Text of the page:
Consistent with our first hypothesis that increasing harvesting intensity would result in declining projected C stocks, our study revealed a sharp, linear decrease in total ecosystem C stock from clearcut to large patch retention across all climate regions. We found that clearcut harvesting resulted in the largest reductions in total ecosystem C stocks compared to the lowest harvesting intensity treatments where remaining trees provided an initial source of aboveground C. Comparably, Paquin (2011) used CBM-CFS3 and showed that a 10% commercial thinning scenario resulted in boreal forest C projections that surpassed control scenarios (uncut/natural succession) 300 years after the beginning of the simulation. Similarly, over a 240-year simulation with multiple harvesting rotations, red spruce stands in Nova Scotia, Canada, experienced increased C storage when partially harvested and decreased C storage when clearcut (Taylor et al., 2008). These studies and the present study highlight that partially harvested forests are expected to maintain greater C stocks compared to clearcut forests.
In our study, total ecosystem C accumulation primarily occurred aboveground, which suggests that aboveground C stocks drive total ecosystem C recovery following harvesting. Similar trends were observed in Scots pine forests of Spain where heavily thinned stands contained significantly less (2.6% less) C (296 Mg C ha–1) than moderately thinned stands (304 Mg C ha–1), and differences were only significant in aboveground biomass (Ruiz-Peinado et al., 2016). In addition, over a 350-year period, unmanaged stands of red pine in Minnesota stopped accumulating C aboveground at year 100 whereas thinned stands continued to accumulate C (Powers et al., 2012). By contrast, Zhou et al. (2013) conducted a meta-analysis suggesting that, over time, there is no difference in aboveground C stocks among harvesting treatments of different intensities. Hence, it is possible that aboveground C stock would level off in our study if simulations were run further than 50 years.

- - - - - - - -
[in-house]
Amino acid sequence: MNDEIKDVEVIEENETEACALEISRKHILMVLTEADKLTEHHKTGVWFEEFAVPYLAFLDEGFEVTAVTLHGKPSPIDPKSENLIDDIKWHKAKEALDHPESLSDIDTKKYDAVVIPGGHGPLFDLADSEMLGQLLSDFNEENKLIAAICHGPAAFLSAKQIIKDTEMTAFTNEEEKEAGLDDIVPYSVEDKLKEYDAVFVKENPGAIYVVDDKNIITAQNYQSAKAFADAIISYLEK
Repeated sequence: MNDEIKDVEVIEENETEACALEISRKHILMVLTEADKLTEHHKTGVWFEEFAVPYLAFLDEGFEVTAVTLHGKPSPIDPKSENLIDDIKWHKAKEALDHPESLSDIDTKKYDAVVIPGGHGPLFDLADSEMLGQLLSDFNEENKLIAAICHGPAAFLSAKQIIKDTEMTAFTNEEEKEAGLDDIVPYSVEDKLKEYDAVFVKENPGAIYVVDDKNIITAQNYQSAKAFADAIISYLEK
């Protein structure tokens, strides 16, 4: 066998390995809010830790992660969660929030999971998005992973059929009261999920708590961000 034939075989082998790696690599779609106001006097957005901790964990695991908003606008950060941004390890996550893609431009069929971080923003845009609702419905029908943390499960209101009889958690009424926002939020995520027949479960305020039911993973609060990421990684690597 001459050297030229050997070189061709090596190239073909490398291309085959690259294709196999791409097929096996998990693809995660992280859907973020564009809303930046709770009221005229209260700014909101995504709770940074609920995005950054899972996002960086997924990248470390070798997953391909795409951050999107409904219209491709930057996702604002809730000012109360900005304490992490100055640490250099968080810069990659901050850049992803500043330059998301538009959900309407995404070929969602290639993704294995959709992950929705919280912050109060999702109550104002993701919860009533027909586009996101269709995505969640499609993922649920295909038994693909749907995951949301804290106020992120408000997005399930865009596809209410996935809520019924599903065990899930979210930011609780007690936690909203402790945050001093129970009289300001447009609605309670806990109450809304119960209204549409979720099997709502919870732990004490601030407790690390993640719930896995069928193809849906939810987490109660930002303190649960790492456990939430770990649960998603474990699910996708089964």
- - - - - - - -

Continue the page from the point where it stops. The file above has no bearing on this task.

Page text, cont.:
Clearcutting was the only harvesting treatment that impacted projected belowground C stocks (15% reduction). In general, the effect of harvesting intensity on belowground C stocks is unclear. For example, results from a meta-analysis of 26 studies revealed that harvesting had little to no effect on soil C (Johnson and Curtis, 2001), whereas results from a different meta-analysis suggested that a decline in belowground C stocks of 11% was expected across all harvesting intensities (James and Harrison, 2016). In the forests represented in this study, 60% of forest floor C was lost on average 1-year post-harvest, whereas the mineral soil was unaffected (Simard et al., 2020). The greater loss in forest floor C in Simard et al. (2020) compared with previous meta-analyses may be explained by from greater mechanization of recent logging practices. Many studies stress the importance of further research on belowground C stocks as data below a depth of 60 cm in the mineral soil are scarce (Nave et al., 2010; Clarke et al., 2015). The dataset used to calibrate CBM-CFS3 in the present study considers C stocks within the mineral soil to a depth of 1 m, but in cases where data was not provided to a depth of 1 m, the last horizon observed was assumed to extend to a depth of 1 m (Shaw et al., 2005). The assumption that soil C below 1 m is inactive and unaffected by harvesting and climate change has been challenged; for example, deep soils have been shown to potentially to lose 17.7% of their C following harvest (James and Harrison, 2016).